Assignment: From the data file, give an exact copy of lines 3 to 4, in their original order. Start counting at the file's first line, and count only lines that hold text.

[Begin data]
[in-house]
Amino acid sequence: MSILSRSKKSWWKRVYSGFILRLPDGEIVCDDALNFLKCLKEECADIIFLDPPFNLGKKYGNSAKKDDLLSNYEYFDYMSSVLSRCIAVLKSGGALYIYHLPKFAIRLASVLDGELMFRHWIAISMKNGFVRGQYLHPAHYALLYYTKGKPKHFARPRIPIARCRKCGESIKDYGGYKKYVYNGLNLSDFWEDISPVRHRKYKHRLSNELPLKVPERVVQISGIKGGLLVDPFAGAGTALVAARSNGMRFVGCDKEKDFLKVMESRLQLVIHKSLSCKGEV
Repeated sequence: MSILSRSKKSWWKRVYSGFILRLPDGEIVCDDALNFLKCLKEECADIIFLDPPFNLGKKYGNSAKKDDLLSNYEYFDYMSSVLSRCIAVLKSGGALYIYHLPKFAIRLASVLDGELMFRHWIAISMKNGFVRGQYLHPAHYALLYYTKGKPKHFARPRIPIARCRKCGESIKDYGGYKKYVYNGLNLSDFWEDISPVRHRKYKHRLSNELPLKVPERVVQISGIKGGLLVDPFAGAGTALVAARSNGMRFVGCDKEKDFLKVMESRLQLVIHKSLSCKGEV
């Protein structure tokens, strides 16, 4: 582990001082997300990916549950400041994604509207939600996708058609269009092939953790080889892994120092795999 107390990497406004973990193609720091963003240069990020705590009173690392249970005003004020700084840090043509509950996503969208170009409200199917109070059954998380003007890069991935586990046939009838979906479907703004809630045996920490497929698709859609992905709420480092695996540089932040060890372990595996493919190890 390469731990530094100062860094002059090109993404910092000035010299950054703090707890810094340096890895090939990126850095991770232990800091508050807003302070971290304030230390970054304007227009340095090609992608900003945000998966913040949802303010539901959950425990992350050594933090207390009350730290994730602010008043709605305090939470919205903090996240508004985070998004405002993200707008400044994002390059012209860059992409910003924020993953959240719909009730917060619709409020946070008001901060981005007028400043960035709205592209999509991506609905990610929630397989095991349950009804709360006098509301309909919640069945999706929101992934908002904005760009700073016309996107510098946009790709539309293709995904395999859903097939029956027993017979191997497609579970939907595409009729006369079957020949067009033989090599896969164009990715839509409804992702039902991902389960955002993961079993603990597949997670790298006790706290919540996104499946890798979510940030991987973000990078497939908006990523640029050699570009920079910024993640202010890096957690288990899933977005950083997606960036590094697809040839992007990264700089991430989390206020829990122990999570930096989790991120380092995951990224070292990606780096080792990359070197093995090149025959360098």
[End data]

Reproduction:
Repeated sequence: MSILSRSKKSWWKRVYSGFILRLPDGEIVCDDALNFLKCLKEECADIIFLDPPFNLGKKYGNSAKKDDLLSNYEYFDYMSSVLSRCIAVLKSGGALYIYHLPKFAIRLASVLDGELMFRHWIAISMKNGFVRGQYLHPAHYALLYYTKGKPKHFARPRIPIARCRKCGESIKDYGGYKKYVYNGLNLSDFWEDISPVRHRKYKHRLSNELPLKVPERVVQISGIKGGLLVDPFAGAGTALVAARSNGMRFVGCDKEKDFLKVMESRLQLVIHKSLSCKGEV
């Protein structure tokens, strides 16, 4: 582990001082997300990916549950400041994604509207939600996708058609269009092939953790080889892994120092795999 107390990497406004973990193609720091963003240069990020705590009173690392249970005003004020700084840090043509509950996503969208170009409200199917109070059954998380003007890069991935586990046939009838979906479907703004809630045996920490497929698709859609992905709420480092695996540089932040060890372990595996493919190890 390469731990530094100062860094002059090109993404910092000035010299950054703090707890810094340096890895090939990126850095991770232990800091508050807003302070971290304030230390970054304007227009340095090609992608900003945000998966913040949802303010539901959950425990992350050594933090207390009350730290994730602010008043709605305090939470919205903090996240508004985070998004405002993200707008400044994002390059012209860059992409910003924020993953959240719909009730917060619709409020946070008001901060981005007028400043960035709205592209999509991506609905990610929630397989095991349950009804709360006098509301309909919640069945999706929101992934908002904005760009700073016309996107510098946009790709539309293709995904395999859903097939029956027993017979191997497609579970939907595409009729006369079957020949067009033989090599896969164009990715839509409804992702039902991902389960955002993961079993603990597949997670790298006790706290919540996104499946890798979510940030991987973000990078497939908006990523640029050699570009920079910024993640202010890096957690288990899933977005950083997606960036590094697809040839992007990264700089991430989390206020829990122990999570930096989790991120380092995951990224070292990606780096080792990359070197093995090149025959360098």